Ancient Aztec Weapons
Every ancient Aztec weapon had a unique and specific use, with Aztec warriors designated to specialize in them. Aztec warfare was very organized, complex and full of ritual and tradition. We know a significant amount about some of the weapons that the Aztecs used, though much of the history has been lost. Manuel Aguilar-Moreno explains:
One finds a repetition of the most important weapons in historical sources, while other weapons receive minimal mention in only a few scattered documents. This suggests that other, less commonly known arms may be forgotten.
Below is information that we have on various Aztec weapons.
The best-known ancient Aztec weapon is the maquahuitl (macahuitl). The maquahuitl is sometimes compared to a sword; it was a powerful, in your face mellee weapon. Like the European sword, they came both one-handed and two-handed. They were about 3-4″ wide and 3-4′ long and made mostly of oak wood. The two handed versions might be slightly wider and could be as tall as a person. In the edges of the wood was lined with obsidian (volcanic stone) or flint. These sharp stones are still used today in the medical field for scalpels and can hold a Maquahuitls were incredibly deadly weapons. The Spanish would say they could chop the head off a horse with one swing. In an account by Bernal Díaz del Castillo, one of Hernán Cortés’s conquistadors, this is recorded.
“Pedro de Morón was a very good horseman, and as he charged with three other horsemen into the ranks of the enemy the Indians seized hold of his lance and he was not able to drag it away, and others gave him cuts with their broadswords, and wounded him badly, and then they slashed at the mare, and cut her head off at the neck so that it hung by the skin, and she fell dead.”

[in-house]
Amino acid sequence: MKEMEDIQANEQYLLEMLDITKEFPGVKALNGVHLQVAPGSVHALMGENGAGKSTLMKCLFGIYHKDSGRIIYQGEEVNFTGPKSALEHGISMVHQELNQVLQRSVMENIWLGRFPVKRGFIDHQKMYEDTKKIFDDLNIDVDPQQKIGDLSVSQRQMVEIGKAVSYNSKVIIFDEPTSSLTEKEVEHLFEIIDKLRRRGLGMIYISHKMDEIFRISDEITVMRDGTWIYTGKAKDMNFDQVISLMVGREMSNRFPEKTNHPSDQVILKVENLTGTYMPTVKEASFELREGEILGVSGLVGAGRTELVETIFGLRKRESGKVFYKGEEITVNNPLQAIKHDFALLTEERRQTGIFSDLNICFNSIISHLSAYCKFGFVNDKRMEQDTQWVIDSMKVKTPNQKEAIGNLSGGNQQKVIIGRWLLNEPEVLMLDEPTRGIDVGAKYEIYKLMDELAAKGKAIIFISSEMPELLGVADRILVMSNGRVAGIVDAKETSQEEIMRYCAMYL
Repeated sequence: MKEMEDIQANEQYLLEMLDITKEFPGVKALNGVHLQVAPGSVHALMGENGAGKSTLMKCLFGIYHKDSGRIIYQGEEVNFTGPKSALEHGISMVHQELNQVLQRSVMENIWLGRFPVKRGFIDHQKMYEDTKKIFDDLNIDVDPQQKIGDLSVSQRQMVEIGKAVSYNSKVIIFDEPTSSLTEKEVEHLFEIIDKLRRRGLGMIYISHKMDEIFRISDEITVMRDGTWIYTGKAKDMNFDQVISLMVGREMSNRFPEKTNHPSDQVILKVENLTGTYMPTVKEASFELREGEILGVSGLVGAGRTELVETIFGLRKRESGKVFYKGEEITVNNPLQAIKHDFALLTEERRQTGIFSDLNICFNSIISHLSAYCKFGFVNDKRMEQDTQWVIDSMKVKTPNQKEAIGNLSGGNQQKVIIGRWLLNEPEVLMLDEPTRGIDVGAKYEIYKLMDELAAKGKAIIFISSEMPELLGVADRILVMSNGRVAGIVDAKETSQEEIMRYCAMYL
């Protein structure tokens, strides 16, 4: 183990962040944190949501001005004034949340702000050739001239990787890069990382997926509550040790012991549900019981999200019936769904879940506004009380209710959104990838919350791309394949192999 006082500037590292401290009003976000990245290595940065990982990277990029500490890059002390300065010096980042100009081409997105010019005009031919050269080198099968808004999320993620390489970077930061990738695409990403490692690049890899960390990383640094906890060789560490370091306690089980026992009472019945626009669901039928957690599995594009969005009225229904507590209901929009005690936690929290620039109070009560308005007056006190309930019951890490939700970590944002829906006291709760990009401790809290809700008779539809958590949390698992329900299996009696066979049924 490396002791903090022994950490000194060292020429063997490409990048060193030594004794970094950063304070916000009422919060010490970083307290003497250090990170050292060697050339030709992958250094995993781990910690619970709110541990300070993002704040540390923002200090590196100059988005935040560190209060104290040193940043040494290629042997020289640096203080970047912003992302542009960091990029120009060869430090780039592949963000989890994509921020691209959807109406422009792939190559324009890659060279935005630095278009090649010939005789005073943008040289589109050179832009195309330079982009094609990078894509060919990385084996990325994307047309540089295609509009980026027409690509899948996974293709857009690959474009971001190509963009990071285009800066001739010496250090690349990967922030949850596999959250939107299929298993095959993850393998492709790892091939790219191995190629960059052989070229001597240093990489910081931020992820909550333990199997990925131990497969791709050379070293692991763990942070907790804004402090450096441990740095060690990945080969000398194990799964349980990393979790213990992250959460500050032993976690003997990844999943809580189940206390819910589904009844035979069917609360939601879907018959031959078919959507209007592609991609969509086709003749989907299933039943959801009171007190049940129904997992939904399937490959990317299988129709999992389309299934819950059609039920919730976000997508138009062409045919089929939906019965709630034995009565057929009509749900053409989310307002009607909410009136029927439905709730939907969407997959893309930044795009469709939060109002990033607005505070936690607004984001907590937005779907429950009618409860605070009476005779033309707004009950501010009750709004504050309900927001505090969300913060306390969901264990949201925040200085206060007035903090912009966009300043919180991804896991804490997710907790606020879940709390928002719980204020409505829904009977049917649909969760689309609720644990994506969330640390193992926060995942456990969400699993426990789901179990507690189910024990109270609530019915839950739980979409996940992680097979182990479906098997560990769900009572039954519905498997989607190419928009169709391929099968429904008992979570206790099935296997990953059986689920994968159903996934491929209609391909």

Modern recreations haven’t been able to accomplish this, however, they have been able to cut about ¾ through a pig carcass and most likely are unable to construct the weapons to the high standards of the Aztecs. Unfortunately for the Aztecs the weapons blade wasn’t able to withstand strikes against solid objects, the obsidian blades would shatter or become dislodged.
These weapons were very sharp and the best trained of the Aztec warriors employed them to great effect. The maquhuitl was used in a slashing manner, as it did not have a point for thrusting like a sword.
The maquahuitl could be used as a club, but other types of clubs were used as well. One of which was the cuauhololli, which was a mace made of wood with a ball at the end. It was used to smash and crush. Various other types of clubs were also used, sometimes just made of wood and other times with embedded stone like the maquahuitl.
Another common ancient Aztec weapon was the spear, called a tepoztopilli. They were extremely sharp and could be over 7 feet long. They didn’t have a small point as many spears do, but instead a blade of up to a foot wide made of smaller stone blades. Theses spears were known to pierce the Spanish armor, and they were sharp enough that the warriors could use them to shave.
The atlatl was a spear throwing device, for long distance combat.
An atlatl is a wooden rod with a handle on one end and a hook that engages a light spear or “dart” on the other. The flipping motion of the atlatl throws a light spear much faster and farther than it could be thrown by hand.
The atlatl was used in other parts of the world and is still used today. Aztec artists often drew the gods with atlatls. The “darts” were made of oak, single pointed with obsidian, flint, or even copper or bone. The thrown darts tended to be more powerful than arrows.
Atlatls often had a symbolic significance, and some were made very artistically. Hernan Cortes received an atlatl from Motecuhzoma II.
Bows and Arrows
Bows, known as tlahuitolli, were common among the Aztecs as well. The bows were 5 feet long and the arrows (yaomime) were pointed with flint, bone or obsidian, and kept in a quiver (mixiquipilli). As with all their weapons, the Aztecs were very skilled with the bow and arrow. It is believed that their arrows could fly 450 feet or more.
Another devastating ancient Aztec weapon, the sling, was made with fibers from the maguey plant (agave americana). The slings (tematlatl) were used to throw stones at the enemy. They were thrown so powerfully and accurately, that they could do significant damage to a soldier in full metal armor.
The Aztec warrior didn’t use just any stones, they prepared the stones ahead of time and carefully shaped them. It is believed that the stones could be thrown farther than the arrows could be shot.